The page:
Take a bath in the Wikki Warm Spring
The Wikki Warm Spring is actually a lake that is 200 meters (656 feet) long and 10 meters (33 feet) wide.
Bathing in the Wikki Warm Spring is something tourists from all over the world look forward to. The spring, located near the camp site of the Yankari National Park, is one of its major attractions.
The waters of the Wikki Warm Spring are crystal clear – a special feature that you wouldn’t often see in public baths such as this.
The temperature of the water is constantly at 31°C (87.8°F), making it refreshingly warm and soothing for the muscles of your body, which would most likely be tired and achy from all your travel.
Don’t forget to bring your swimming gear when visiting Nigeria, as you really wouldn’t want to miss the chance to take a dip in the Wikki Warm Spring.
Join the Argungu fishing festival
The annual Argungu fishing festival is one of the most colorful and joyful festivals in the whole of Nigeria. Held in the charming town of Argungu, which is located in the state of Kebbit, the festival is in tribute of the 1934 visit of Sultan Dan Mu’azu to the area.
The fishing festival is held every February or March. During the opening of festivities, locals of Argungu take fish nets and dive into the water, catching fish in the spirit of the festival.
To help them, drummers are situated near the water – the sound of their drums excites the fish and drives them upward into the shallower parts of the water, making it easier to catch them.
There are also other activities that can be done at the Argungu fishing festival, among which are canoe racing, diving competitions, and fishing competitions where participants are allowed to use only their bare hands.
If you plan on visiting Nigeria during the time this festival is held, you may want to make sure that it is part of your itinerary.
Take a picnic on the banks of the Azumini Blue River
The Azumini Blue River is a popular tourist destination because of its natural beauty. Additionally, it is one of several calm and relaxing picnic spots in Nigeria, where couples and families can enjoy eating their food for the day with a grand view of the river.
The crystal clear water of Azumini Blue River is a sight to behold. It serves as a great backdrop for your picnic. There are chairs and tables available for those who wish to use them – some guests actually prefer to spread a huge piece of cloth right beside the river and have their picnic there. There are also barbecue grills in the area especially for tourists’ use.
Once you’ve eaten your fill of your picnic fare, you may opt to do other activities such as canoeing. You will enjoy taking a closer look at the water and exploring the length of the river.
Visit the Okomu Wildlife Sanctuary
The Okomu Wildlife Sanctuary, located in the city of Benin in the state of Edo, is the first of its kind in the country. It was granted protection by law for conservation in August 1985.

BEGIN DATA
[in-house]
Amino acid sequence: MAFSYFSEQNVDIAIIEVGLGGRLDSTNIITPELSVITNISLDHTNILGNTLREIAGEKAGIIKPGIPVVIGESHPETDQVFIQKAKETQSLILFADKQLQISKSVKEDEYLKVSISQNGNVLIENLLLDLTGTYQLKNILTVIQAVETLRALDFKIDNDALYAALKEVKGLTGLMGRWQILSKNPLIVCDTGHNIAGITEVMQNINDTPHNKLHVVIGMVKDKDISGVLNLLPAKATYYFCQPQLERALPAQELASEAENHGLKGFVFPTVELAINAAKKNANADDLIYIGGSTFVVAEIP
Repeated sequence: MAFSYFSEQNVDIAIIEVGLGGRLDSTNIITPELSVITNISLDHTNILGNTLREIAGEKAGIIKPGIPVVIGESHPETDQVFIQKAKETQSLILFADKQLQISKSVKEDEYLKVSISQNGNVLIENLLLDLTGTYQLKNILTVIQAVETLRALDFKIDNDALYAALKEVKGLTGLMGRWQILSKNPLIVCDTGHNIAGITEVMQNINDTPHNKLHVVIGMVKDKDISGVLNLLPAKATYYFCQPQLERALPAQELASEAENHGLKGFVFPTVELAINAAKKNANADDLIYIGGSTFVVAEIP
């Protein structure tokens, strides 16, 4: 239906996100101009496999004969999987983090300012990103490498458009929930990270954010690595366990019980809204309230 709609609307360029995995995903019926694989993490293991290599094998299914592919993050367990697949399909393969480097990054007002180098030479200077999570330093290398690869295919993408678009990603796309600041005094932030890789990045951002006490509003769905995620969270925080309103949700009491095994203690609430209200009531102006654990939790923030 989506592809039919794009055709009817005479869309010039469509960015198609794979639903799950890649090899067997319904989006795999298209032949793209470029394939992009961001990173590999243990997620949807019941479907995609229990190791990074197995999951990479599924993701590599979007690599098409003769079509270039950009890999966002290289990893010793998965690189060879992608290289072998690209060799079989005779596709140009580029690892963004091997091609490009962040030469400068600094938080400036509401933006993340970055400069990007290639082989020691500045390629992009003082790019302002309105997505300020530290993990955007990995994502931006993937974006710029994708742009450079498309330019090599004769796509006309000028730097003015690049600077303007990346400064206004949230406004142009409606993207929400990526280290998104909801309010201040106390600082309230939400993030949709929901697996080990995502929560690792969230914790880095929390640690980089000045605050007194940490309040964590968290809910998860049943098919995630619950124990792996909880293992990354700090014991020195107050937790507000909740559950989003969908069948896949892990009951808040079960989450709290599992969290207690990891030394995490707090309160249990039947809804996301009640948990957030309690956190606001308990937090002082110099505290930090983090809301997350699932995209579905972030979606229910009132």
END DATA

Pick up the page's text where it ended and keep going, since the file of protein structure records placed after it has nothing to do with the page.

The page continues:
The sanctuary currently holds the distinction of being the second biggest wildlife sanctuary in Nigeria, next only to the Oban Forests that are located in Cross River State.
The Okomu Wildlife Sanctuary receives immense local support, as it is managed jointly by the government of the state of Edo and the Nigerian Conservation Foundation (NCF). One of its major attractions is the presence of the white-throated monkey, which is a rare species today.
Other animal species that are present and taken care of in the sanctuary are the mona monkey, the red cangaby, the putty-nosed guenon, the potto, the buffalo, elephants, duikers, red river hog, porcupines, horn bills, and of course, the ever-popular and tourist-drawing chimpanzees.
Explore the Ogbunike Caves
There are several caves that are open for exploration to tourists in Nigeria. One of the most popular is the Ogbunike Caves of the state of Anambra, in the southeastern region of the country.
The caves can be accessed through an entrance on the valley floor, which is preceded by a trail of more than 300 steps. A lush tropical rainforest surrounds the cave entrance.
The major cave has an open chamber. Its entrance is 30 meters (98 feet) long, 10 meters (33 feet) wide, and 5 meters (16 feet) high. From the major chamber, the caves branch out into ten tunnels, leading to different locations within the Ogbunike Caves.
Formed several millennia ago, the caves are considered sacred by African natives. Because of this, tourists are requested to take their shoes off before entering.
The caves play a very important role in the spirituality of the locals, and this can be most evidently seen in the annual Ime Ogbe festivals, which celebrate the caves’ discovery.
In 2007, the Ogbunike Caves were included in the tentative list of World Heritage Sites by UNESCO.